I'm trying to be vegan, and purely natural foods lack sufficient calcium for the Recommended Daily Intake. Links 2 to 4 (but not 1) assert a correlation between calcium supplements and disease.
[1. WebMD :] "Keep in mind that there's really not that much difference between getting calcium in a supplement and calcium in food."
"Calcium-fortified foods -- such as cereals, some juices, and soy milk -- are excellent sources of the mineral, experts tell WebMD."
[2. health.harvard.edu :] An 8-ounce portion of off-the-shelf orange juice contains about 300 mg of calcium. The calcium in fortified soy milk also compares favorably to whole milk. Breakfast cereals (which are also fortified) contain substantial amounts of calcium, especially when combined with low-fat milk. A portion of oatmeal on its own contains just 100 mg of calcium. “But if you cut up some dried figs and add it to a bowl of oatmeal with milk, you easily get about half of what you need without having any supplements,” Dr. Hauser says.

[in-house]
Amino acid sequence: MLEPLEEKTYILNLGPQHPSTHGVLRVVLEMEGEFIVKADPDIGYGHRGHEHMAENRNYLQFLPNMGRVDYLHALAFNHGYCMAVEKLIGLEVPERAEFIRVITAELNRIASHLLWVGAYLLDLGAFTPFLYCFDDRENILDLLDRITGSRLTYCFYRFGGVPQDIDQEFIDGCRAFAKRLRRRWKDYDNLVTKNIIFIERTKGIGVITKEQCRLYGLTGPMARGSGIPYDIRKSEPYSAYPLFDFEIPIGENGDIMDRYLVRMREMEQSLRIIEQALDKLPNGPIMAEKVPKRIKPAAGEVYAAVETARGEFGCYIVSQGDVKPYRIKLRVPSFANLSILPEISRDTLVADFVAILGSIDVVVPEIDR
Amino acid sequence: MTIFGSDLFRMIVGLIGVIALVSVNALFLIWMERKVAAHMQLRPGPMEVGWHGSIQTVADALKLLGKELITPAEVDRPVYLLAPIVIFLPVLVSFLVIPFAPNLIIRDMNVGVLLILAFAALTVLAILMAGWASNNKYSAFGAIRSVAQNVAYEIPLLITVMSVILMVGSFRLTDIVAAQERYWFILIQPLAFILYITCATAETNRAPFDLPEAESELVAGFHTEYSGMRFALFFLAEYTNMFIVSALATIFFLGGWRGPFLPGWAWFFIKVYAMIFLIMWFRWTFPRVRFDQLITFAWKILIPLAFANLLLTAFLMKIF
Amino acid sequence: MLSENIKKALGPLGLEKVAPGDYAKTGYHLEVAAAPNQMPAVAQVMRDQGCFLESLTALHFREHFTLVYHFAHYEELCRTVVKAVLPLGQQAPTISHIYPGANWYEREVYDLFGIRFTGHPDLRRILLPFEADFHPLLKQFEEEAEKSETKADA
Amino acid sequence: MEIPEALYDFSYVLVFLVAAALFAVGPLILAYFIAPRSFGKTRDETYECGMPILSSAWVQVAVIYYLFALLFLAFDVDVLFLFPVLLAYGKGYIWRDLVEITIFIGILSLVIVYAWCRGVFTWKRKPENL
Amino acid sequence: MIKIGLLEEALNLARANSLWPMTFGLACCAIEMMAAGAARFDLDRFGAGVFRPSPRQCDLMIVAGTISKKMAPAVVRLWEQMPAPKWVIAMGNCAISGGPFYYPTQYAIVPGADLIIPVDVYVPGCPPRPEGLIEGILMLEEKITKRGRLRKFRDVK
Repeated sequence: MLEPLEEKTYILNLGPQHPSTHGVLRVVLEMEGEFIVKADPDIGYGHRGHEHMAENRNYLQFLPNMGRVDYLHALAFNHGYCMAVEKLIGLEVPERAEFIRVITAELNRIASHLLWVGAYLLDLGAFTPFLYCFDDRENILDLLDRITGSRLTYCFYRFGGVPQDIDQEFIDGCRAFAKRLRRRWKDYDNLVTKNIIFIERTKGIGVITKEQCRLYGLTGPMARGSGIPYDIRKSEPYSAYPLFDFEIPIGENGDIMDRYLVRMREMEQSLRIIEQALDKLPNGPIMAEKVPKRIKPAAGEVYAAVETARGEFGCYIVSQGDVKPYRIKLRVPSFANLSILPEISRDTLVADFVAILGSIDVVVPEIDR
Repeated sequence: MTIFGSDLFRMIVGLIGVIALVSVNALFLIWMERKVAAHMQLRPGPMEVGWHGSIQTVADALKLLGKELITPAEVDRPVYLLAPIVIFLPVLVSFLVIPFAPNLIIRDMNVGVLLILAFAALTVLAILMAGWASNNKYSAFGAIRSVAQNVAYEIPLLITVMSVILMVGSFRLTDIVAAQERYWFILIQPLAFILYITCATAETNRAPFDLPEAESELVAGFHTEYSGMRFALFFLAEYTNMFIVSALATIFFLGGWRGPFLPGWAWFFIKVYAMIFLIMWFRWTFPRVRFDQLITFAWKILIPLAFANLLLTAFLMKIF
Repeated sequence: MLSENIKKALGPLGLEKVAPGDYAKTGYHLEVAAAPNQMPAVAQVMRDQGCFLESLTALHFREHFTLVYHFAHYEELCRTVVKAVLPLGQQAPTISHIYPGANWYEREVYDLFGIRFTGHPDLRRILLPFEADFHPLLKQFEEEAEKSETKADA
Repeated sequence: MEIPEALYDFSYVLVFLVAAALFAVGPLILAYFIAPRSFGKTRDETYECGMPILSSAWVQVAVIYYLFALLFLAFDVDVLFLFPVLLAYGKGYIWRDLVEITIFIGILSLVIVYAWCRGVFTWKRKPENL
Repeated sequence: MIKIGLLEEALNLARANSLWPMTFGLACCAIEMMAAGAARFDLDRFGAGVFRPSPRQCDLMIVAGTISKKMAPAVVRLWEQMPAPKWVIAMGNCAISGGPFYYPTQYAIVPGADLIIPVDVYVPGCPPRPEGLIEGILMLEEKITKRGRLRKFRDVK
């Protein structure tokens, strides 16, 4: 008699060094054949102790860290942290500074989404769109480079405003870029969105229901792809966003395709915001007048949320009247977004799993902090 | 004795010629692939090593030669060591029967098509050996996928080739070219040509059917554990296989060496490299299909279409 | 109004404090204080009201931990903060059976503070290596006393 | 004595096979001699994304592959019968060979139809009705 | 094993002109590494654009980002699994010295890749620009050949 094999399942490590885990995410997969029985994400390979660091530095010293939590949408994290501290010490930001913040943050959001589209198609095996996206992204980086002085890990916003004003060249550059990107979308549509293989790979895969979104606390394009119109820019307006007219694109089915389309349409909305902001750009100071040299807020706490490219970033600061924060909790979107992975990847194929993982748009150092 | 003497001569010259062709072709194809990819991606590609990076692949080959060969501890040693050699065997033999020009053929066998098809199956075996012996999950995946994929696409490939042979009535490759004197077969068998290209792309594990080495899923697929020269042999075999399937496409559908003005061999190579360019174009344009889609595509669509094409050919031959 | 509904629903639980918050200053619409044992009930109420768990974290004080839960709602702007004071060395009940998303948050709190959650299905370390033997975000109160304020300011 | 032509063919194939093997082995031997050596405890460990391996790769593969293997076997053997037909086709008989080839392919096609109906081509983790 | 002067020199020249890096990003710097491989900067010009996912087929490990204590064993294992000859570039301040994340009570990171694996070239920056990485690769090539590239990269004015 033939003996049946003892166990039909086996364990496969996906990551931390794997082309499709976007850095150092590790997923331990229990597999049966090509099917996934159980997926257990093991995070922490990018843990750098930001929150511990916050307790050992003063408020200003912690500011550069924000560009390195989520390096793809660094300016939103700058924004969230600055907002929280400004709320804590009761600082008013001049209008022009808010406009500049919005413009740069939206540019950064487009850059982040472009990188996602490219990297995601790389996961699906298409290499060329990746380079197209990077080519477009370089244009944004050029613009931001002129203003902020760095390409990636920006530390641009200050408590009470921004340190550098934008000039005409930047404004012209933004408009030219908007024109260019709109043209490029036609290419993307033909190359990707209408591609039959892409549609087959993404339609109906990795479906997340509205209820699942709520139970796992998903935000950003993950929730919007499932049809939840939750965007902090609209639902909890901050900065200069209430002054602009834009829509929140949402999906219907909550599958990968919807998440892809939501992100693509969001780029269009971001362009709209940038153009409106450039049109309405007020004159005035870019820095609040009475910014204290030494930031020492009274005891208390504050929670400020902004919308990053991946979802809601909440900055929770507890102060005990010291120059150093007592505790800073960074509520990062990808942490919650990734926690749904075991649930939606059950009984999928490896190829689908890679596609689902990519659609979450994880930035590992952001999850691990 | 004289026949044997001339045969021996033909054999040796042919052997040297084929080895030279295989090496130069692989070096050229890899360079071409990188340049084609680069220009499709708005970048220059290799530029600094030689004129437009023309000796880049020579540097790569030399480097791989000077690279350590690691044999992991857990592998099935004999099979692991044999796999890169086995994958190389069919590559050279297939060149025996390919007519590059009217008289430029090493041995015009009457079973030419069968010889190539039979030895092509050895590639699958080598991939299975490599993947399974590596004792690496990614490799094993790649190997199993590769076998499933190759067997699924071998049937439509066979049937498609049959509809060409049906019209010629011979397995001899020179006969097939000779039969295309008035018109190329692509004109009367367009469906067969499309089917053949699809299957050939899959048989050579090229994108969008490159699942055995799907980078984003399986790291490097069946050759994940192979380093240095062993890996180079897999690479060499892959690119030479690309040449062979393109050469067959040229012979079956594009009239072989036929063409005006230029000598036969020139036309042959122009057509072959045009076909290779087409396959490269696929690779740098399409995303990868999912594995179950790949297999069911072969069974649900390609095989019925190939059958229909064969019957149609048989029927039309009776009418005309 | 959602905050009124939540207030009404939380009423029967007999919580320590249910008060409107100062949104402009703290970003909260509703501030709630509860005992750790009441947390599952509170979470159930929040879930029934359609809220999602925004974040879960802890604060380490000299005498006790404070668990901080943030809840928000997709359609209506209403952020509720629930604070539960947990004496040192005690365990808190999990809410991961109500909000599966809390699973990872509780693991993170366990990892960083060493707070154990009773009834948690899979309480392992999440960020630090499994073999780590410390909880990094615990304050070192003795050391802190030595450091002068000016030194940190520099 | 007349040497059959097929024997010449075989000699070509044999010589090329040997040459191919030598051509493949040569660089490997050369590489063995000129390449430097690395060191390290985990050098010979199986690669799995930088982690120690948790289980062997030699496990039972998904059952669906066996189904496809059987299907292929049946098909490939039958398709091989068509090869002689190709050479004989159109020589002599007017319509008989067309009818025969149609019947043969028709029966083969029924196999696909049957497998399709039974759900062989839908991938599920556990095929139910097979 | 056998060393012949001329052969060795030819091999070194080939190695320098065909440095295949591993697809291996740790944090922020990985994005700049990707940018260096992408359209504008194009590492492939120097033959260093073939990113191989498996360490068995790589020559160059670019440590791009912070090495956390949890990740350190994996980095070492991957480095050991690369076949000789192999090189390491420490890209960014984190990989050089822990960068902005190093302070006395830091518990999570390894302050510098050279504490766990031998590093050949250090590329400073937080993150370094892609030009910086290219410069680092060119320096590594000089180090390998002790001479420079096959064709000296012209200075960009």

[3. NY Times Blog :] All the researchers agree that, given the widespread use of supplemental calcium, better studies are needed to clarify possible risks and benefits, and to whom they may apply.
Until such information is available, consumers seeking to preserve their bones would be wise to rely primarily on dietary sources of the mineral and to pursue regular weight-bearing or strength-building exercises, or both. Walking, running, weight lifting and working out on resistance machines is unquestionably effective and safe for most adults, if done properly.
[4. NY Times :] The institute’s expert committee, which included bone specialists, concluded that most people don’t need supplements of these critical nutrients and warned of serious health risks from the high doses some now take — including kidney stones and heart disease linked to calcium supplements, and the very falls and fractures that vitamin D is meant to protect against.
5. How and why would the calcium carbonate from calcium supplements be asserted as worse than that in the fortified foods?
6. Isn't solid calcium carbonate (e.g. in supplements) chemically the same as aqueous calcium carbonate (e.g. in fortified drinks)?
7. Are calcium supplements really worse than fortified foods with calcium?